A really nice summary of Prof. Adrian Furnham‘s keynote at DOP 2013 over at the Occupational Digest. I had great intentions of writing up Adrian’s presentation as soon as I got back from the conference last month, but various other commitments got in the way.
(We’ll discuss the implications of procrastination in another post!)
One of many highlights of this years DOP conference, Furnham entertained the packed hall with his take on the “dark side” of personality at work and a summary of his recent research on leader derailment. Considering the seriousness of the topic at hand, he got more than his fair share of laughs!
Prof. Furnham also reiterated an important distinction among “failed” leaders – those who are rated as incompetent, due to the absence of a key characteristic (e.g. intelligence, conscientiousness) and those who derailed due to having too much of a characteristic (e.g. over-confidence, inappropriate or unmanageable creativity).
The practical implications of all this? Furnham advocates the expert use of “dark side” psychometric measures to select out candidates in the running for a role. Rather than highlighting these aspects of personality as areas for development in successful candidates, he suggests that they serve as a filter for getting the role in the first place.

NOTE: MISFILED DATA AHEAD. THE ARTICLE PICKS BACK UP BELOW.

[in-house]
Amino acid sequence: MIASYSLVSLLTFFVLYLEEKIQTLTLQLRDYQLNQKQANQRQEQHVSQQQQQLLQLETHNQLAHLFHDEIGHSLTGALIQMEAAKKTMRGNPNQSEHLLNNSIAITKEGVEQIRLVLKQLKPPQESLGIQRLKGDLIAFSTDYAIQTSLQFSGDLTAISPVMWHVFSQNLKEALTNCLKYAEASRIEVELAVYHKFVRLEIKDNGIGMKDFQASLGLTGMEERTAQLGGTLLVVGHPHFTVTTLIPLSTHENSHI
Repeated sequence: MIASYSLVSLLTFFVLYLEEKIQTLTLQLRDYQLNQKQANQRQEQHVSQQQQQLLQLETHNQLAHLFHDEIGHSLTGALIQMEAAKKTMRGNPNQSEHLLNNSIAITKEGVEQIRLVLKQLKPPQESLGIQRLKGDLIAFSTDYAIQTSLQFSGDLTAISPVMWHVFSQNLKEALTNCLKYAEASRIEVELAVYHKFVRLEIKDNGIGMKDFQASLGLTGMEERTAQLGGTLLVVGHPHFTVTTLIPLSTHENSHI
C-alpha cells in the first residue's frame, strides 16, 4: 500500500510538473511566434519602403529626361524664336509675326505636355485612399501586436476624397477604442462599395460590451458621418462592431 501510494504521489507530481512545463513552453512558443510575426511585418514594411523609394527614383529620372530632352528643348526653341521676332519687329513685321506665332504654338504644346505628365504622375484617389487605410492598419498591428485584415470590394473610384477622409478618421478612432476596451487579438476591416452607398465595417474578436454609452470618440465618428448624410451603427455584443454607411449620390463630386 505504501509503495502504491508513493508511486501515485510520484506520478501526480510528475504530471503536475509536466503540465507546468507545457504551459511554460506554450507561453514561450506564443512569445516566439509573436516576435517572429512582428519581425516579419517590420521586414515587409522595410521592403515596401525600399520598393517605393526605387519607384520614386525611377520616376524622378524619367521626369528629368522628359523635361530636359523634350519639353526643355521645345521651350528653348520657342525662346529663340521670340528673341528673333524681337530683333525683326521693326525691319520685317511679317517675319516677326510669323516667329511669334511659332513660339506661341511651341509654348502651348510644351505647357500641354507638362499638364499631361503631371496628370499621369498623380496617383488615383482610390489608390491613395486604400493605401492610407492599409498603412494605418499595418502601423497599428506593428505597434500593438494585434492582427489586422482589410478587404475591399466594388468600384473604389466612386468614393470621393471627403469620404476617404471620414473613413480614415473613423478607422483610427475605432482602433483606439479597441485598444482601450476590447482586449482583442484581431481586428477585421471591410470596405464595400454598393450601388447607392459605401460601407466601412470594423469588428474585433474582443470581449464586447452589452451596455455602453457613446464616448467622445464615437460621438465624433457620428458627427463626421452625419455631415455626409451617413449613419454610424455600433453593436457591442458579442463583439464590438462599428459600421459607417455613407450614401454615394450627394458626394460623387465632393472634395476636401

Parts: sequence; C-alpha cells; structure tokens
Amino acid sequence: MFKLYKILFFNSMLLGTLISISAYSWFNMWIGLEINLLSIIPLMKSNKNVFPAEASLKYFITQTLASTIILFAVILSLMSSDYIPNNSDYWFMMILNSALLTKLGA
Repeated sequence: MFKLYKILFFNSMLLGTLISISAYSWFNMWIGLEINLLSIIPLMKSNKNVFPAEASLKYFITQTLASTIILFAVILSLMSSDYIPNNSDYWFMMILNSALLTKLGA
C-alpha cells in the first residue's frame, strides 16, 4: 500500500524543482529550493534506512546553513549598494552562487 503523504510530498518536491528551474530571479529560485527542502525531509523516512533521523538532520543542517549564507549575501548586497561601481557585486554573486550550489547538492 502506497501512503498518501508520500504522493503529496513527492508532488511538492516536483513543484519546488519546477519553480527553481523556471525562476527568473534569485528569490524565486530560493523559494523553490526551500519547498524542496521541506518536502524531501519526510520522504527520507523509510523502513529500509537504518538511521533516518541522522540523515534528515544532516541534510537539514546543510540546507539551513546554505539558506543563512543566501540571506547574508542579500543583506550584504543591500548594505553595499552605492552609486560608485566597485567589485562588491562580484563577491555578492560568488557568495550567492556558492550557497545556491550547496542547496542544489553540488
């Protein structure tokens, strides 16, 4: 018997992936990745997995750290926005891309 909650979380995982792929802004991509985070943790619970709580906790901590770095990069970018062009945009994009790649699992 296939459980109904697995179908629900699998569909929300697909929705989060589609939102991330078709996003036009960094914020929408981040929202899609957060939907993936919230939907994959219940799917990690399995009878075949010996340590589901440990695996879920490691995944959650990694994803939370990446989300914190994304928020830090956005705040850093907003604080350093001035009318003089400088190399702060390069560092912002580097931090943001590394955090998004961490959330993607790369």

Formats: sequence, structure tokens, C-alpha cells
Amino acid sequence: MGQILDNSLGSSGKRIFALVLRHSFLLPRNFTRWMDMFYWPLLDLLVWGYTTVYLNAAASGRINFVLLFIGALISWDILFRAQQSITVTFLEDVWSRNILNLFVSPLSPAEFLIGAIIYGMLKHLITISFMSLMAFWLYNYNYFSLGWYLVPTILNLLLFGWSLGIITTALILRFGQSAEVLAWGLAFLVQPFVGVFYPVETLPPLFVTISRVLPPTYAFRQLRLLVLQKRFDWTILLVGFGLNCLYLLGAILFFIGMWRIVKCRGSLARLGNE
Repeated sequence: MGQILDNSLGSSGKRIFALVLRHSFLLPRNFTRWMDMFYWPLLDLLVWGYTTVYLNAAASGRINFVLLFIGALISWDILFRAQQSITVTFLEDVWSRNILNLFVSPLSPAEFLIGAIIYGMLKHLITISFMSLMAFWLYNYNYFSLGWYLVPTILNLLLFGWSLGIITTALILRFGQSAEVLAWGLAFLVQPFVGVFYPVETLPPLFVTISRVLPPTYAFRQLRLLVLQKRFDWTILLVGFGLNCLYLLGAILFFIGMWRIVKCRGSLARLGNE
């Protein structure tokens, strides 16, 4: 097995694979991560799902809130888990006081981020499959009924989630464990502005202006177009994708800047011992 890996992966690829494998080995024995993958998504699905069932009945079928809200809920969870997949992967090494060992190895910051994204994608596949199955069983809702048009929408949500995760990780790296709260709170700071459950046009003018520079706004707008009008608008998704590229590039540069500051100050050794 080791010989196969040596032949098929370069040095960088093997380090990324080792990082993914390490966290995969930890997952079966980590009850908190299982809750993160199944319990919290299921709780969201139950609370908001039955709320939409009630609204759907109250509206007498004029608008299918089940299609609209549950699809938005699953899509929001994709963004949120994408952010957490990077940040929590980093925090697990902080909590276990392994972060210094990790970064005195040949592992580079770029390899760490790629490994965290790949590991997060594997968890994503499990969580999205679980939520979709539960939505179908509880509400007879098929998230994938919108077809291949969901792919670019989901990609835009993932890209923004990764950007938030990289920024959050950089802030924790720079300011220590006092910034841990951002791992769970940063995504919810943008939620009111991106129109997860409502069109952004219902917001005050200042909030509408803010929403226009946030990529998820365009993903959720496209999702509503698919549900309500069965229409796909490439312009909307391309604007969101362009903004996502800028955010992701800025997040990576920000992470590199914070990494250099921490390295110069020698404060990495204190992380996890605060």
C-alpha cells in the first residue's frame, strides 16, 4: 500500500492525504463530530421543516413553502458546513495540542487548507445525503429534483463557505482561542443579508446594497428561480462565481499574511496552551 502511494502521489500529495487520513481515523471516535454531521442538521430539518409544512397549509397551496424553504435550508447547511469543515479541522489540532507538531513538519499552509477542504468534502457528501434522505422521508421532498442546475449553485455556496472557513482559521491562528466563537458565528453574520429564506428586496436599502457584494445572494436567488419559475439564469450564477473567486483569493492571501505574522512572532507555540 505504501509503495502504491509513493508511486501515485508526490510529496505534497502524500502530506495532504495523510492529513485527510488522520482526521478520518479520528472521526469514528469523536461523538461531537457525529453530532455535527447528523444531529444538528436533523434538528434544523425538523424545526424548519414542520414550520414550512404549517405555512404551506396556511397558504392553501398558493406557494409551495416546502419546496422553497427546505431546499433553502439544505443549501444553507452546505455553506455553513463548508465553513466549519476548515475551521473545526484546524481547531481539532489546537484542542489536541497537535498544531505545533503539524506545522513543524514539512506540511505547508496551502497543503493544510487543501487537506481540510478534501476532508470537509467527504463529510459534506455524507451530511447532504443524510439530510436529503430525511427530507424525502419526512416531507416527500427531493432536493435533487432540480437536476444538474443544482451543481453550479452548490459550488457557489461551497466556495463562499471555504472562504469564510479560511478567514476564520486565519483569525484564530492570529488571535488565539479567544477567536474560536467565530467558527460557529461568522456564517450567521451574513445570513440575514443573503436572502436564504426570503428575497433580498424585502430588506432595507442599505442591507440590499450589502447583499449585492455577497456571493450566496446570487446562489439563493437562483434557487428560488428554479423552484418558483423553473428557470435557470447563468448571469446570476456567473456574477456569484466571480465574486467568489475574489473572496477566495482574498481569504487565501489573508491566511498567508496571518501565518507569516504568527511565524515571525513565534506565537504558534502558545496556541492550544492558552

Because he believes we frequently fail to see the down side of “bright side” traits (e.g. creativity) or conversely, the advantages associated with “dark side” traits (e.g. Machiavellianism) on the path to success. Essentially, strengths can become weaknesses in a given context.
After outlining the dark side of various personality characteristics, Furnham also highlighted the contextual factors that can facilitate derailment – namely other people and the organisational environment – which when combined with personality can form a “toxic triangle”.
Thus, derailment doesn’t occur in a vacuum – it is facilitated by both other people and the working environment. If negative interpersonal behaviour (e.g. bullying and aggression) is ignored because the bully in question is achieving great sales figures, then this failure to address the situation in the short term is simply setting up problems for the longer term.
Occupational Digest links to a (free!) great paper by Tim Judge and colleagues on the dark side of leader personality traits, which is well worth a read.
Thanks again to Adrian Furnham for a great keynote.